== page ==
The Harry H. Laidlaw Jr. Honey Bee Research Facility, UC Davis, provided the honey bees. More than 20 species of flowers--mostly natives--were used in the survey, including canyon delphinium or canyon larkspur (Delphinium nudicaule), sticky monkey flower (Mimulus aurantiacus), salvia (Lepechinia calycina) and purple Chinese houses (Collinsia heterophylla). The samplings were done in the spring and early summer, when the natives are at their peak.
Co-authors of the paper are Caitlin Rering, postdoctoral fellow at USDA-ARS, Gainesville, Fla.; John Beck researcher at USDA-ARS; Griffin Hall, junior specialist in the Vannette lab; and Mitch McCartney in UC Davis Department of Mechanical and Aerospace Engineering.
The USDA and USDA-ARS funded the research.
About Rachel Vannette: She joined the UC Davis Department of Entomology and Nematology in September of 2015 from Stanford University where she was a postdoctoral fellow.
A native of Hudsonville, Mich., Vannette received her bachelor of science degree in biology with honors at Calvin College, Grand Rapids, Mich., and her doctorate in ecology and evolutionary biology from the University of Michigan, in 2011. Her dissertation was entitled “Whose Phenotype Is It Anyway? The Complex Role of Species Interactions and Resource Availability in Determining the Expression of Plant Defense Phenotype and Community Consequences.”
In her PhD research, she examined how variation in nutrient availability and plant associations with mycorrhizal fungi belowground influenced defense chemistry in milkweed plants and the performance of a specialist herbivore (Danaus plexippus). She found that resource-based tradeoffs can in part explain plant allocation to antiherbivore defense and mycorrhizal fungi. This work also describes that plant genotypes vary in their investment in defense and associations with below ground fungi.
As a Stanford University postdoctoral fellow, funded by a life sciences research fellowship, Vannette examined the community ecology of plant-associated microorganisms. Using diverse systems, she studied the assembly of microbial communities, microbial response to anthropogenic changes like habitat fragmentation, and microbial effects on plant-pollinator interactions.
The National Wildlife Research Foundation featured Vannette's research on monarchs and milkweed in its March 11, 2013 piece on “Catering to Butterfly Royalty." The article, by author Doreen Cubie, focused on Vannette's research as a graduate student at the University of Michigan. Vannette and advisor Mark Hunter studied five common species of milkweeds, the host plant for monarchs. They found that climate change may disrupt the chemistry of milkweeds, and encouraged gardeners to help the monarchs by planting more of these critical host plants./span>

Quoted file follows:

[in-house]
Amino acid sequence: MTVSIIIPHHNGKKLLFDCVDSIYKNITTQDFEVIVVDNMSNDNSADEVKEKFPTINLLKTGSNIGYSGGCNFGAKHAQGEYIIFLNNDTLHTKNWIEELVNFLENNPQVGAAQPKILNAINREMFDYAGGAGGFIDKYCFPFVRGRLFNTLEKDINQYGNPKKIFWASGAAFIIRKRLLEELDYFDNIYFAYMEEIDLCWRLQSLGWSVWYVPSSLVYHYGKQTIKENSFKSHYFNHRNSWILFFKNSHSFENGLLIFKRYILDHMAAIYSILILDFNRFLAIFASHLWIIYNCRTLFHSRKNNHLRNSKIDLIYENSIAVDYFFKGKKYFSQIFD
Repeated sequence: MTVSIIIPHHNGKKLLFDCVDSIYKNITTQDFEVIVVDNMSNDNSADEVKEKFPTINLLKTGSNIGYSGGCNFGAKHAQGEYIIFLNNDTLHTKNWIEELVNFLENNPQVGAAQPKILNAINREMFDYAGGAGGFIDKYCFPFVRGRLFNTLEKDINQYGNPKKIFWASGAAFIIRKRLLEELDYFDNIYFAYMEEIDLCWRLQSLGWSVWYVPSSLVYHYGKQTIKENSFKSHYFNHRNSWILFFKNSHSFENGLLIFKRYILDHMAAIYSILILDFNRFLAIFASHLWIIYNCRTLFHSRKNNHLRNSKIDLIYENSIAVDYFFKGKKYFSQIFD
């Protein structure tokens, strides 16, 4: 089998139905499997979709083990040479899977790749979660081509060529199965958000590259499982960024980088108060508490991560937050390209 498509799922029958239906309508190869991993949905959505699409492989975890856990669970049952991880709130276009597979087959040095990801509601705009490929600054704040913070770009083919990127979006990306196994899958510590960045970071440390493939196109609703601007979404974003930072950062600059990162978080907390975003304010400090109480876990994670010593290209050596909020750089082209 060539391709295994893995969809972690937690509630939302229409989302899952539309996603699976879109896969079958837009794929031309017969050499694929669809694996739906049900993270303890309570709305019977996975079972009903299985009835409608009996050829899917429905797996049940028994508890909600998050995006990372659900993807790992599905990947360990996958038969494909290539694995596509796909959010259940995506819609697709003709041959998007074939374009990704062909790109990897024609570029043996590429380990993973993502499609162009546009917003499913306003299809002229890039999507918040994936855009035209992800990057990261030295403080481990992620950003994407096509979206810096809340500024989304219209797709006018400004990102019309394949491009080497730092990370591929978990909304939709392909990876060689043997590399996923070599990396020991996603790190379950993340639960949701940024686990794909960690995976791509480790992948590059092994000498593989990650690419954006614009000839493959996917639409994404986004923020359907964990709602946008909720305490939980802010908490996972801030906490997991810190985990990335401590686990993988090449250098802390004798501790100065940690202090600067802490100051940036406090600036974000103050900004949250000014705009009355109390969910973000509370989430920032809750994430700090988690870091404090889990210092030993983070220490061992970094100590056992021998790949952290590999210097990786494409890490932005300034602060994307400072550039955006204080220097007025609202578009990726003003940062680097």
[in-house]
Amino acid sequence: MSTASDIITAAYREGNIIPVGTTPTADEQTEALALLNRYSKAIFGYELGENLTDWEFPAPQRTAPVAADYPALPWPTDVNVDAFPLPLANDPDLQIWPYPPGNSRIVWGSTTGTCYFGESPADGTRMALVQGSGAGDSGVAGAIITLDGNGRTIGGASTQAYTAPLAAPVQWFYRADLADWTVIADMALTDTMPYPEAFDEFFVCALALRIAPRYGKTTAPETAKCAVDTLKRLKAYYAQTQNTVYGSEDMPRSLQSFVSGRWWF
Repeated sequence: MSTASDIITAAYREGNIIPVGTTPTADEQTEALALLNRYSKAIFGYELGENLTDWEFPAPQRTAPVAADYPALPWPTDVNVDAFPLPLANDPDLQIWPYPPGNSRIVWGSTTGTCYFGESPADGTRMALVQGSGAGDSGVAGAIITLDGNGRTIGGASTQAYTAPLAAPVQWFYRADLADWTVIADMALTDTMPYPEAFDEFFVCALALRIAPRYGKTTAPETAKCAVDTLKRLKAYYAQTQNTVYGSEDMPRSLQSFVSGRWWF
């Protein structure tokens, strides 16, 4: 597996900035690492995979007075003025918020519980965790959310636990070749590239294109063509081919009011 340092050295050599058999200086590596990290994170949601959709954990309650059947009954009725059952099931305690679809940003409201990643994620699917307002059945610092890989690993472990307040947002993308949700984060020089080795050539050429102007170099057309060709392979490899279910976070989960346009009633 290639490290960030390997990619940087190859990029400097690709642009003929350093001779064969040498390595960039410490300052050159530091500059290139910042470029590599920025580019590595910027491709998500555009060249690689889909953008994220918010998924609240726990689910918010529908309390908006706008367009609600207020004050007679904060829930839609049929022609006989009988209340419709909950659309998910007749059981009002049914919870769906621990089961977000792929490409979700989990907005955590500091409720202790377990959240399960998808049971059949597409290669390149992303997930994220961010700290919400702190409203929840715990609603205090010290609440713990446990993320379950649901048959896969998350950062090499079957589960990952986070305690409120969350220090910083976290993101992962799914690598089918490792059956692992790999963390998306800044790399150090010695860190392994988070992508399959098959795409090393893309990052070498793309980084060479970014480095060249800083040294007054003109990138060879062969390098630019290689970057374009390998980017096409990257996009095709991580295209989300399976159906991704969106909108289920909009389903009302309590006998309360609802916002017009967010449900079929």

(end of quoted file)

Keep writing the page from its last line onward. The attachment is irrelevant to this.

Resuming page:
Roger Vargas is in the thick of fruit-fly research and he probably wishes those insects would thin out.
He's a research entomologist at the USDA-ARS Pacific Basin Agricultural Research Center in Hilo, Hawaii. For those who don't deal with acronyms, that's the Agricultural Research Service of the U.S. Department of Agriculture.
Vargas' key research interests include mass rearing, sterile insect technique, ecology, biological control, and area-wide integrated pest management (IPM) of fruit flies.
Vargas will be at the University of California, Davis, on Wednesday, Feb. 9 to speak on "Area-Wide Fruit Fly Programs against Fruit Flies in Hawaii, French Polynesia and California." His talk, sponsored by the UC Davis Department of Entomology and part of its winter seminar series, is set from 12:10 to 1 p.m. in 1022 Life Sciences Addition, corner of Hutchison and Kleiber Hall drives.
The lecture will be webcast live at http://uc-d.na4.acrobat.com/ucsn1/ and then archived here. He plans to cover current area-wide management programs against Bactrocera fruit flies in Hawaii, French Polynesia, and California.
"Fruit flies (Diptera: Tephritidae) are among the most economically important pests attacking soft fruits worldwide," Vargas says. "Bactrocera is a tephritid fly genus of at least 440 species distributed primarily in tropical Asia, the south Pacific, and Australia. However, these species have been spreading throughout the world at an alarming rate over the past 15 years.
"Oriental fruit fly (B. dorsalis) has become established and is spreading throughout French Polynesia.
"Carambola fruit fly (B. carambolae) is established and spreading throughout areas of South America.
"B. invadens, B. latifrons and melon fly (B. cucurbitae) are established and spreading in Africa.
"The peach fruit fly (B. zonata) is established and spreading in Africa and the Mediterranean region."
In fact, Vargas says, every year Bactrocera species are accidentally introduced from various parts of the world into California, requiring expensive treatment programs.
For an up-close and personal look at a fruit fly, check out the USDA-ARS photo of a Oriental fruit fly laying eggs in a papaya (below).
Coming soon...to a fruit near you...